The most complete assessment to date of Antarctica's ice sheets confirms that the meltdown accelerated sharply in the past five years, and there is no sign of a slowdown.
That means sea level is expected to rise at a rate that will catch some coastal communities unprepared despite persistent warnings, according to the international team of scientists publishing a series of related studies this week in the journal Nature.
The scientists found that the rate of ice loss over the past five years had tripled compared to the previous two decades, suggesting an additional 6 inches of sea level rise from Antarctica alone by 2100, on top of the 2 feet already projected from all sources, including Greenland.
"That may not sound like a lot, but it's a big deal for people living along coasts," said University of Leeds climate researcher Andrew Shepherd, who led the assessment, supported by NASA and the European Space Agency. "And the signals are not abating. The ice shelves continue to retreat, warmer ocean water continues to melt them from below, which all means we are progressively going to lose more and more ice from the interior."
Coastal flooding is becoming an increasing problem for some U.S. cities as sea level rises. A study released last week by the National Oceanic and Atmospheric Administration found that the frequency of high-tide flooding had doubled in the past 30 years, with some cities experiencing more than 20 days of it over the past year.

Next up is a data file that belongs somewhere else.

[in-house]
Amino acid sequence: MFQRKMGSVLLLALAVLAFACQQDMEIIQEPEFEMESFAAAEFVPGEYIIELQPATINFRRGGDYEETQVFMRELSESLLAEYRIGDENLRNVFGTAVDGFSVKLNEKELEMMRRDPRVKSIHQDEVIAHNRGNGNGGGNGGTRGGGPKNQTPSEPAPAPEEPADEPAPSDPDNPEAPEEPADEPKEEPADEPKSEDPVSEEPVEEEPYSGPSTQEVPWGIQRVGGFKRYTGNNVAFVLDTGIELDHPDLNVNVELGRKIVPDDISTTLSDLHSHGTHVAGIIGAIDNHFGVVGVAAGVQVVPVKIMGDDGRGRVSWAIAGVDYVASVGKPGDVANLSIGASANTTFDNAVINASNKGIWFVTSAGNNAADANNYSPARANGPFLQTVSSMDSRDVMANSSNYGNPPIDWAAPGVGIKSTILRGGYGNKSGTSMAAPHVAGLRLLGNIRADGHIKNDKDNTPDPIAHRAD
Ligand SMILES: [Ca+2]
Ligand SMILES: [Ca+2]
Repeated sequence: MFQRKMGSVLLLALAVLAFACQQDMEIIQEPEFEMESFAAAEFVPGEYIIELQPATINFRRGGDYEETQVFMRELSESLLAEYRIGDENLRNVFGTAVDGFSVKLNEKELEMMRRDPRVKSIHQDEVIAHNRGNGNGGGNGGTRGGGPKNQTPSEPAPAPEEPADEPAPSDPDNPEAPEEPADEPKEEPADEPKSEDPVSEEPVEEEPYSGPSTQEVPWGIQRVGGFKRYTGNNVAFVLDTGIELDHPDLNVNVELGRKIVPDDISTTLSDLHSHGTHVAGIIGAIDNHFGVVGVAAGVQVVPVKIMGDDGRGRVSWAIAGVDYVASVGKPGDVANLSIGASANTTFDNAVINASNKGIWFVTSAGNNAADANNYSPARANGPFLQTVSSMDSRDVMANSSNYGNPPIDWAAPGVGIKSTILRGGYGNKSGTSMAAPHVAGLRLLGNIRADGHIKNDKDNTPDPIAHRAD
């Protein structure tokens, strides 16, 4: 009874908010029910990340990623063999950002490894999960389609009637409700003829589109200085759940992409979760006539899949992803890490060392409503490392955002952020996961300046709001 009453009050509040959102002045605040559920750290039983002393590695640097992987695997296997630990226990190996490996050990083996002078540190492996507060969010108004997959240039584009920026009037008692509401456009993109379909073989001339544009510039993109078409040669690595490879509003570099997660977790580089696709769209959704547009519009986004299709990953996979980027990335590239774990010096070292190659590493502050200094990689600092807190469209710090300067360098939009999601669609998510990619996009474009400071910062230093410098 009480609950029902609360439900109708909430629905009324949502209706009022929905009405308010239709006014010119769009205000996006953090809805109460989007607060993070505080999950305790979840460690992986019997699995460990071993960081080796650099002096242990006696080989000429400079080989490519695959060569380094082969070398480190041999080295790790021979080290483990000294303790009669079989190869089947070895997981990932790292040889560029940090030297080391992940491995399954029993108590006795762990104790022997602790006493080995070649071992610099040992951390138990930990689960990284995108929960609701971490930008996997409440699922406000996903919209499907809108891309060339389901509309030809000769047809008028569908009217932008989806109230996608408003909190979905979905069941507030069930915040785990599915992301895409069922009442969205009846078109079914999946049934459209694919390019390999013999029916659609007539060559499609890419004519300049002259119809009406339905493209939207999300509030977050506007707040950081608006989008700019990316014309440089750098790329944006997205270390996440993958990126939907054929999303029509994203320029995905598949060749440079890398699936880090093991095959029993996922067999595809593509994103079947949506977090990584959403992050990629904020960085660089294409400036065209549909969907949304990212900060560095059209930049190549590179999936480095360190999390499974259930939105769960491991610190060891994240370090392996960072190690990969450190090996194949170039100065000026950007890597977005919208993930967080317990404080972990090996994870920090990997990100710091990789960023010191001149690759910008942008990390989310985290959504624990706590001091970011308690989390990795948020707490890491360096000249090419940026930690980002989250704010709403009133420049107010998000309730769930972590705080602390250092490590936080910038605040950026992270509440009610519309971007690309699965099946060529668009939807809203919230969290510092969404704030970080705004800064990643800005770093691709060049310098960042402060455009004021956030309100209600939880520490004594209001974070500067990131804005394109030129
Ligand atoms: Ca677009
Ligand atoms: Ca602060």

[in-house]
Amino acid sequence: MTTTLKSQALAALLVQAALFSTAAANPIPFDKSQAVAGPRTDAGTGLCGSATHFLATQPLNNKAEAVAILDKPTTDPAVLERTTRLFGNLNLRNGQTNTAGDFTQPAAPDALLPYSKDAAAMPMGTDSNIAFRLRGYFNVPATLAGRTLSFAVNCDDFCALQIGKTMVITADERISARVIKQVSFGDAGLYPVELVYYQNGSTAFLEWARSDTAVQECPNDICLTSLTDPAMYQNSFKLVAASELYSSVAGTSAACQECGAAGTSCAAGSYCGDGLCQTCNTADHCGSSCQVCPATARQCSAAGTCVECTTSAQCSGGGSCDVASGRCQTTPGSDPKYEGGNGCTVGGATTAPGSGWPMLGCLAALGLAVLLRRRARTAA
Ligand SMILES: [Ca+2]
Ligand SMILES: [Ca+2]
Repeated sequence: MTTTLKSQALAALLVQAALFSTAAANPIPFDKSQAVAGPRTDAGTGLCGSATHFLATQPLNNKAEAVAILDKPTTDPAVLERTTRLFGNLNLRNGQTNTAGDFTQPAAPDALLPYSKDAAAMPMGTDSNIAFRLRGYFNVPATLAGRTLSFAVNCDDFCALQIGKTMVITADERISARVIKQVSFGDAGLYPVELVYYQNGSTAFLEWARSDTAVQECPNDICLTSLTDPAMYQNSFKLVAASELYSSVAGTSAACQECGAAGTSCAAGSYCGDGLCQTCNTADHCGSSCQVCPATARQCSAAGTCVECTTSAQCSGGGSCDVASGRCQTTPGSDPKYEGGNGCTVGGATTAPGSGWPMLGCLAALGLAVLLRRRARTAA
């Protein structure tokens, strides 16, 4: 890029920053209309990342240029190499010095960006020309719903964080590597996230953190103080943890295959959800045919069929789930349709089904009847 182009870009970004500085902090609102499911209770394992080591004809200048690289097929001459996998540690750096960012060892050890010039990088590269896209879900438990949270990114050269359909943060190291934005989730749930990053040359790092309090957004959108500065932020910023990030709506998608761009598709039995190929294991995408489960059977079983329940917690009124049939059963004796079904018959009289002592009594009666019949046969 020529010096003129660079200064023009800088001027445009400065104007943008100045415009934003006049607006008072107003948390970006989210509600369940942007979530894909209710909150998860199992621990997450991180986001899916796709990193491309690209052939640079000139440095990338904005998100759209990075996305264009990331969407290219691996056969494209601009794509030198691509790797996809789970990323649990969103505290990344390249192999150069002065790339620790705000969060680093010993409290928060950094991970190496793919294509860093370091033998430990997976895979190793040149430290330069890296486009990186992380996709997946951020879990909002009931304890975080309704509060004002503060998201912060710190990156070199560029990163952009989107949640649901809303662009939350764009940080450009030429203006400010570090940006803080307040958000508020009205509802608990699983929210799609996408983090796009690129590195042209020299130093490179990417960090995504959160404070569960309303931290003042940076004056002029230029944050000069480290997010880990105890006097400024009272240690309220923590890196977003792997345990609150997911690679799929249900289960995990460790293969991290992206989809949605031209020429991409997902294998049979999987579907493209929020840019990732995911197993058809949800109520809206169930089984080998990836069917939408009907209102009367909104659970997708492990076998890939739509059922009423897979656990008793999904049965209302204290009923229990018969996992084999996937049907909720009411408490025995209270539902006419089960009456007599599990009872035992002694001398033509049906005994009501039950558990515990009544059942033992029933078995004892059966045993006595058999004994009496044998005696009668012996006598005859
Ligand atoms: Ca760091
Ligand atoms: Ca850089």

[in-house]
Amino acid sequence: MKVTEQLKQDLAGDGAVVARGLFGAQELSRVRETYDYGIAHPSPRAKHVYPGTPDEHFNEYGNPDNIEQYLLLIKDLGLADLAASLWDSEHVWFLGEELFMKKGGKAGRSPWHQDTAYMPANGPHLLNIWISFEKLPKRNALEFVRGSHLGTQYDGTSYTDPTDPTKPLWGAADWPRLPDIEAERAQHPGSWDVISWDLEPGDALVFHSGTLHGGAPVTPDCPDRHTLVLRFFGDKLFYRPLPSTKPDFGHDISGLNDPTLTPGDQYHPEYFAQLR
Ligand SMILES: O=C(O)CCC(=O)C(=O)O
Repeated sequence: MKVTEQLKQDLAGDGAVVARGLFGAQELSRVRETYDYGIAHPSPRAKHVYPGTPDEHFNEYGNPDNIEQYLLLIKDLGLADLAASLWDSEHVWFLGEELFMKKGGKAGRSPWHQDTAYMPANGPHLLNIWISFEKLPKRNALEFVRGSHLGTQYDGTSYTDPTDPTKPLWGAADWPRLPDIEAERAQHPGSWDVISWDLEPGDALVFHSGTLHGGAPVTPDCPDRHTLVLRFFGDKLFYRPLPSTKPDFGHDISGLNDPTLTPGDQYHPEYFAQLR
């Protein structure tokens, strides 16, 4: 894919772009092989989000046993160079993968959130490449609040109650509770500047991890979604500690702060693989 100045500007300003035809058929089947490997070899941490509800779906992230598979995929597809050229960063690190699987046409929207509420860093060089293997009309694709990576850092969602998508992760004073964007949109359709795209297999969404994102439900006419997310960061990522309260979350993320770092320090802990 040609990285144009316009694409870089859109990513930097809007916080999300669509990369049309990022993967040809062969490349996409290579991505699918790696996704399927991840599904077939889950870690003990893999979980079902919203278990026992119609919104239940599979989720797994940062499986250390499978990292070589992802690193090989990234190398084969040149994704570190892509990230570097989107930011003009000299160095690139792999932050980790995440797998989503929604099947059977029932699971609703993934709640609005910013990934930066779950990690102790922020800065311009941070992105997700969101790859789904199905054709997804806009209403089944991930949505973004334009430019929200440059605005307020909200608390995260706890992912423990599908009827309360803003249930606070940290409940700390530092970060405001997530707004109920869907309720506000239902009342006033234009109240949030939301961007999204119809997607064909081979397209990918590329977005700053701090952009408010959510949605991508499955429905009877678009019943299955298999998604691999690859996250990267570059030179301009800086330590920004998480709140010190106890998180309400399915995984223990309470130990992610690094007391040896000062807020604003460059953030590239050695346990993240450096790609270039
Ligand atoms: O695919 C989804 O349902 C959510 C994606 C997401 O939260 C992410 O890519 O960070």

Pine Island and Thwaites Glaciers
University of California, Irvine climate scientist Eric Rignot said the compilation of data on Antarctica's ice loss gives a detailed and thorough understanding of how the rapid changes in ice flow raise sea level worldwide.
"The large signal we see now will only grow bigger with time," he said. As the Southern Ocean warms, there will be additional ice shelf disintegration. That will speed up the flow of land-based ice from the interior to the sea, where it raises sea level.
Between 1992, when detailed satellite measurements started, and 2012, Antarctica lost about 76 billion tons of ice per year. But since 2012, that rate has tripled to about 219 billion tons of ice loss per year, the scientists found.
The recent acceleration is partly driven by natural climate cycles, including El Niño and the Pacific Decadal Oscillation, as well as rising temperatures, Rignot said. In West Antarctica, most of the ice loss has been from the massive Pine Island and Thwaites Glaciers, which have been retreating rapidly.
In the Amundsen and Bellingshausen seas, ice shelves that slow the flow of the glaciers behind them have thinned by up to 18 percent since the early 1990s as warming water has reached underneath them. In some areas, the ice is thinning by as much as 19 to 20 feet per year. A November 2017 study suggested that a rapid collapse of both glaciers is possible, which would raise sea level more than 3 feet by 2100.
Around the Antarctic Peninsula, where air temperatures have risen sharply, more than 13,000 square miles of ice shelf area has been lost since the 1950s, according to the study.
The new assessment used data from satellite altimeter instruments that can measure tiny changes in ice sheet elevations, as well as from gravity-sensing instruments that can track subtle shifts in the distribution of Earth's gravitational field to show where ice loss is happening.